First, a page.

Stereotypically Canadian, with his toque, sleeveless plaid shirt and mullet, a Lake Country man has the country in hysterics over his latest single.
Clark W. wasn’t even finished making the humorous Up Here in Canada video, when it went viral.
The Saskatchewan-born 36-year-old man uploaded the video to YouTube to make it easier for some friends to give him feedback.
“The next morning it took off. I only had eight subscribers (all family members most likely) on YouTube at the time so I didn’t think anyone would care or notice if I uploaded it publicly,” said Clark, who now lives in the Okanagan with his wife and two kids.
“But I didn’t account for my mom. So when she saw that I had uploaded a new video, she assumed it was done and ready to share with the world. I woke up the next morning expecting it to have literally two or three views from the friends I was asking for feedback from, and to my surprise it had 50! And the next minute it had 100. I yelled to my wife ‘Who’s watching the video?!’ and she yelled back ‘Your mom shared it on her Facebook page!’”
Clark (real name Jordan Wiberg) figured he’d let it be and see what happens.
“It hit a million views in just over five days,” he said. “The morning of the sixth day actually.”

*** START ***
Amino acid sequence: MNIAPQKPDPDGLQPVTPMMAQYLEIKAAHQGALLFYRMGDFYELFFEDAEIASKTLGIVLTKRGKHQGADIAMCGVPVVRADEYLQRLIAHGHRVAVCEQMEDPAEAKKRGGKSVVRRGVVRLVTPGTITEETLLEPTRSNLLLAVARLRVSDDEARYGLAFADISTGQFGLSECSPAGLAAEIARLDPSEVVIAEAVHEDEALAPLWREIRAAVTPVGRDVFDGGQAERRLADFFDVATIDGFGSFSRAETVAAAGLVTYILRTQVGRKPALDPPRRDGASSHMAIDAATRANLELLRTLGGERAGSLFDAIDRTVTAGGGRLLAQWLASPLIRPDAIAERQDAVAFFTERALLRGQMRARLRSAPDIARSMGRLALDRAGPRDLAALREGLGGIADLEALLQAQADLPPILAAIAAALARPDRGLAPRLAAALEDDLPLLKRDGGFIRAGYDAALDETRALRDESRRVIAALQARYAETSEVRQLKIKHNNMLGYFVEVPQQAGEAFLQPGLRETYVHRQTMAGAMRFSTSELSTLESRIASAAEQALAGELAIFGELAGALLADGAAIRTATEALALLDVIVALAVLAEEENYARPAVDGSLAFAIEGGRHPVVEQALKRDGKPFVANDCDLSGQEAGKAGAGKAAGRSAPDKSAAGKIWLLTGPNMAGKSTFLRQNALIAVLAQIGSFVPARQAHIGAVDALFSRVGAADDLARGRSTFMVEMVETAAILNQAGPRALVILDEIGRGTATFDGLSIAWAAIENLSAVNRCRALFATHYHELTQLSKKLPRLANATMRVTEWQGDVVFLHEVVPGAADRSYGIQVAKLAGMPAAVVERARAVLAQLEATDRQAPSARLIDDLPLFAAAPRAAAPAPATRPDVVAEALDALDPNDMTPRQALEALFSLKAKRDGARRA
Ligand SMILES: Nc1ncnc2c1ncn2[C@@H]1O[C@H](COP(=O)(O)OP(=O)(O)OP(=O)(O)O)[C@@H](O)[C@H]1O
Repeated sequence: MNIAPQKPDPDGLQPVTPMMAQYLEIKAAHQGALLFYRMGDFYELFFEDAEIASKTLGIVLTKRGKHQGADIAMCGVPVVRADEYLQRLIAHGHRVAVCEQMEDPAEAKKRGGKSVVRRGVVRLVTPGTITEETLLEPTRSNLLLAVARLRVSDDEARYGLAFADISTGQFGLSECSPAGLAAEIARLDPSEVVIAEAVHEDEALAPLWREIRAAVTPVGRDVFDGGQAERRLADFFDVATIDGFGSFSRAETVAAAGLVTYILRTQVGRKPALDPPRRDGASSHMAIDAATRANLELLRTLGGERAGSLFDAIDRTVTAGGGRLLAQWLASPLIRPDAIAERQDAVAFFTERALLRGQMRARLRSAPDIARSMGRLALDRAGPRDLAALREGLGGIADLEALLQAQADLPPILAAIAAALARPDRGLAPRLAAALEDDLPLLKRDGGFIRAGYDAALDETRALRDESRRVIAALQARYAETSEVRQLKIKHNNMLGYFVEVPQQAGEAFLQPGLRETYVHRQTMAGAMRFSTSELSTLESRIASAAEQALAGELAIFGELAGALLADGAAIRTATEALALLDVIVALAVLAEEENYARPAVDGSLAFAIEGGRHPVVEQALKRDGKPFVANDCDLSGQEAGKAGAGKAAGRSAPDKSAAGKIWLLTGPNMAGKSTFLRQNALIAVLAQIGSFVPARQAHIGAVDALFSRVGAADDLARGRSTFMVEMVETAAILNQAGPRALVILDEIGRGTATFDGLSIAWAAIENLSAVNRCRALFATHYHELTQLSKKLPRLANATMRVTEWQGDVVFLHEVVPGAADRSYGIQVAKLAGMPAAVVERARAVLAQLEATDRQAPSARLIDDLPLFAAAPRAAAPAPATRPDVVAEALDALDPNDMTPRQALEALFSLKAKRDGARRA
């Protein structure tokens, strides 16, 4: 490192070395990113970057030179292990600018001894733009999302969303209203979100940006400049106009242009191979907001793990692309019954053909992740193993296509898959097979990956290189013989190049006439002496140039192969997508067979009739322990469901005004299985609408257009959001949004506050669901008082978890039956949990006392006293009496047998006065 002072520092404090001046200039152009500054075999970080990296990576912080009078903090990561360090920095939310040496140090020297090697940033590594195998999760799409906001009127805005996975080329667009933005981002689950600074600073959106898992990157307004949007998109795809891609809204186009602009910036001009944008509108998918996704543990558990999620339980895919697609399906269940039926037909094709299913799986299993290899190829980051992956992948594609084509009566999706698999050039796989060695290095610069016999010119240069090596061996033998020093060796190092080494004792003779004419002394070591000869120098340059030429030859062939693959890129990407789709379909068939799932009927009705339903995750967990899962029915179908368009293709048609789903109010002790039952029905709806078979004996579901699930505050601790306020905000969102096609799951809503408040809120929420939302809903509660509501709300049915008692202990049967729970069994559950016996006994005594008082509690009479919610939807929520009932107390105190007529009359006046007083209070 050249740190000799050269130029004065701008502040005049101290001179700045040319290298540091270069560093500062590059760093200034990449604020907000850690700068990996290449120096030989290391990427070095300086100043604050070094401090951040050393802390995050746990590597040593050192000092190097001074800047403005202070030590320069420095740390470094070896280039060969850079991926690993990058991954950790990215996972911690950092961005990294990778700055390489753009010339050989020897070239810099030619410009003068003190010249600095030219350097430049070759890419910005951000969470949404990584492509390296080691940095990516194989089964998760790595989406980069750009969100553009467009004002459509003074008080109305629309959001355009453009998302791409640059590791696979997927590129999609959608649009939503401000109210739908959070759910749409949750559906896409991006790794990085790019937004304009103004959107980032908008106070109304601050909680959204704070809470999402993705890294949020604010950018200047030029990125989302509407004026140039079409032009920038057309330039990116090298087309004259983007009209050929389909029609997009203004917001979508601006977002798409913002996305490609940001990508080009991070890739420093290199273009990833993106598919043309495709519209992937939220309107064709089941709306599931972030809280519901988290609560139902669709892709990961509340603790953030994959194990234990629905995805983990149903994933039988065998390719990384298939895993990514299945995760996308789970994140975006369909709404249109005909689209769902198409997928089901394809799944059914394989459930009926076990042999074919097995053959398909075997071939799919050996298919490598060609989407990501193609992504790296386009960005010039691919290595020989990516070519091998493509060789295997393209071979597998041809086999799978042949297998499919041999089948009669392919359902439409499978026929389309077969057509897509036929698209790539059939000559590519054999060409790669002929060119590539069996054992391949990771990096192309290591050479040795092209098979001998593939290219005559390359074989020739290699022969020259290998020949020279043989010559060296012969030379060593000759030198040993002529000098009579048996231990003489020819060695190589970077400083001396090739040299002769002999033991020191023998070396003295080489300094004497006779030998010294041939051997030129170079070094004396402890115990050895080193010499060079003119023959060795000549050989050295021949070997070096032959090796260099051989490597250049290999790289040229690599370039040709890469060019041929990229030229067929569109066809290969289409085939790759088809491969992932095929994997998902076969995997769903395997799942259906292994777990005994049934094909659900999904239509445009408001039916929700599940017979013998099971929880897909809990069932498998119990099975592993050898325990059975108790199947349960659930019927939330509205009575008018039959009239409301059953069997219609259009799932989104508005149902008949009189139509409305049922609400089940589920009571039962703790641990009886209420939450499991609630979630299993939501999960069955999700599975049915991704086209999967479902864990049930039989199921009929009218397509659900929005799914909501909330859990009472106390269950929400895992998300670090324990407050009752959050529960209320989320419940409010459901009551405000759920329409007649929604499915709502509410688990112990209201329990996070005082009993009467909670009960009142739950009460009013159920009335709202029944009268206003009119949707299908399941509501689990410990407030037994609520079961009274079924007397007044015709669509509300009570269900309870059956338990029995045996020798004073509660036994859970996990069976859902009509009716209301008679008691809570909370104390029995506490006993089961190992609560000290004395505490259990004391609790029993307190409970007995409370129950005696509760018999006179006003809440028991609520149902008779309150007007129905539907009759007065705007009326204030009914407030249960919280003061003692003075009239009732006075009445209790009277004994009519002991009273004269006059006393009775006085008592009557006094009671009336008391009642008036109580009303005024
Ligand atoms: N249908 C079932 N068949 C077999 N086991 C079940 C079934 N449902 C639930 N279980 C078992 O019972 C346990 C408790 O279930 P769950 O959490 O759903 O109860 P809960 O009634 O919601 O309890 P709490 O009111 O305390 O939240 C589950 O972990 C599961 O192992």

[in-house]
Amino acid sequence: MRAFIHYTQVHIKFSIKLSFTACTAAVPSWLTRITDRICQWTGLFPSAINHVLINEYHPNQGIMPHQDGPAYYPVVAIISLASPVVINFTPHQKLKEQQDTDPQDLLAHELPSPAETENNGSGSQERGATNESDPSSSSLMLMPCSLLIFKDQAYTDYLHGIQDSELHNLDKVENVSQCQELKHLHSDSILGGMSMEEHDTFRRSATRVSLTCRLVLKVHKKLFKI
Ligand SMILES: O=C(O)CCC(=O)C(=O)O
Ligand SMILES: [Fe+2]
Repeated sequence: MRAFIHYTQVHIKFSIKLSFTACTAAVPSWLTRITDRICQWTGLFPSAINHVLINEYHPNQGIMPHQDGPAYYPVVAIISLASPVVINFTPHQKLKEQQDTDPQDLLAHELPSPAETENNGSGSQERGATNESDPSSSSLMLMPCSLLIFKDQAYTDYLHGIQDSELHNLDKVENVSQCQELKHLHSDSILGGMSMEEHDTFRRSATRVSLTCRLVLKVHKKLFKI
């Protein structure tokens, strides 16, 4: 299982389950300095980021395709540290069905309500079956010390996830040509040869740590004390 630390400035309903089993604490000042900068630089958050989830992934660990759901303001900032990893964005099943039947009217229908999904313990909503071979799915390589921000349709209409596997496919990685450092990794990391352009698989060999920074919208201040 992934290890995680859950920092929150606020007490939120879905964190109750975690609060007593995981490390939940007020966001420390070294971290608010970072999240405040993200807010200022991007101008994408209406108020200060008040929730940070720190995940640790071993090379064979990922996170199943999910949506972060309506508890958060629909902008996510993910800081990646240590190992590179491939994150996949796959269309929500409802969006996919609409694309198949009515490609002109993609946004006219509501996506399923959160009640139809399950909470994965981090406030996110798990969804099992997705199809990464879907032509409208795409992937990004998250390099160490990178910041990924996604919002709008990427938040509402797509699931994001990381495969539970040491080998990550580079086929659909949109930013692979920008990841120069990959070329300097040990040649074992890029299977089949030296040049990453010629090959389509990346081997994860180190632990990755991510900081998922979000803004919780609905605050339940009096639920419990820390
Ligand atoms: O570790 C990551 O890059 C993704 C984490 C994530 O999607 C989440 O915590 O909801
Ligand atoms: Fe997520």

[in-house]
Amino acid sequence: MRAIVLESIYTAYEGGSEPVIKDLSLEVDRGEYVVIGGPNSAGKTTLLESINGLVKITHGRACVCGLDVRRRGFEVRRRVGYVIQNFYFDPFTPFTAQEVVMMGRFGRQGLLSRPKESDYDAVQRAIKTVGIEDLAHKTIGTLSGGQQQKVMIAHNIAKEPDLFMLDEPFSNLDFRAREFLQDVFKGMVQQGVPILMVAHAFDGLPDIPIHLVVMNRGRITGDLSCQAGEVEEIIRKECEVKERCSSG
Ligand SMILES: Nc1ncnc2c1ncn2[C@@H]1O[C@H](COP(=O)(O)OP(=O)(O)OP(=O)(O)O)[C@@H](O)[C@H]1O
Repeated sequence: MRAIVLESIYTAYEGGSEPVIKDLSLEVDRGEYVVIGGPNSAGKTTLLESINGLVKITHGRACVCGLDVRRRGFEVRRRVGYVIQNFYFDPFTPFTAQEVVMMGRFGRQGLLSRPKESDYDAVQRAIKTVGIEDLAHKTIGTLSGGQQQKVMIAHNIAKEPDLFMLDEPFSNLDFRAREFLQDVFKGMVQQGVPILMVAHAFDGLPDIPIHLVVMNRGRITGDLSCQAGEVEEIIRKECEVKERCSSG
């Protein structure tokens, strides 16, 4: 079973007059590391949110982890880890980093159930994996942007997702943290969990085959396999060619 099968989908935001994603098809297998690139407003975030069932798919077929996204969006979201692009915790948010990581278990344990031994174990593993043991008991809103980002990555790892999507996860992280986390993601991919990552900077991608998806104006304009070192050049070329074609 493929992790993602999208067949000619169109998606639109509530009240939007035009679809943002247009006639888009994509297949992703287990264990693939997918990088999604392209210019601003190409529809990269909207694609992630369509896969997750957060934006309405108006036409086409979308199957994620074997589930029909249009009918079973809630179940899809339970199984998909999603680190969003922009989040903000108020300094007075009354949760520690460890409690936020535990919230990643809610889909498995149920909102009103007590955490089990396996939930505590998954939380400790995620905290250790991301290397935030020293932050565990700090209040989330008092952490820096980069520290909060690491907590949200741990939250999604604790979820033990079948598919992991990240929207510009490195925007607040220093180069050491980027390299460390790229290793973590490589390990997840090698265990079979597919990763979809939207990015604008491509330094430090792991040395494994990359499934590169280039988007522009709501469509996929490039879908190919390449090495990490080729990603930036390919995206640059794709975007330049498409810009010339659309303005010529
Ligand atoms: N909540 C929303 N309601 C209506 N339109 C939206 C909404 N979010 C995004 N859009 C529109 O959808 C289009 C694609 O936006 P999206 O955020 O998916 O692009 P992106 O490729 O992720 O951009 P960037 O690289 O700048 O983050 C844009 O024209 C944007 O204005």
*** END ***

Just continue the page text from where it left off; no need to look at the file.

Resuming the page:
Now, Uncle Clark, as he’s become famous for, is a sensation, cut off blue jeans and all.
“As for the character, he started out as more of a typical country looking cowboy guy when I released my first video a couple years ago, Marriage Is Always Sexy, but when I was making my Up Here in Canada video, I wanted Clark to look more stereotypically Canadian, so I traded in the cowboy hat and boots for a toque and some work boots. People seem to like him this way and I do too, so I just ran with it.
“I wasn’t planning on making him a super pro-Canadian character, but because the Up Here in Canada video took off the way it did, I thought ‘Hey, why not? Canada could use a laid back fun Uncle right about now.’”
When he’s not making fun videos, including a countdown to Canada Day series on his Facebook page, Clark operates a small recording studio in Lake Country — the Okanagan Mixing Studio.
“But when COVID hit, most of my mixing work went away (my biggest clients are the type who produce and film live sporting events) so I had a lot time to focus on my own music.”
It was a blessing in disguise and, “it’s been a lot of fun.”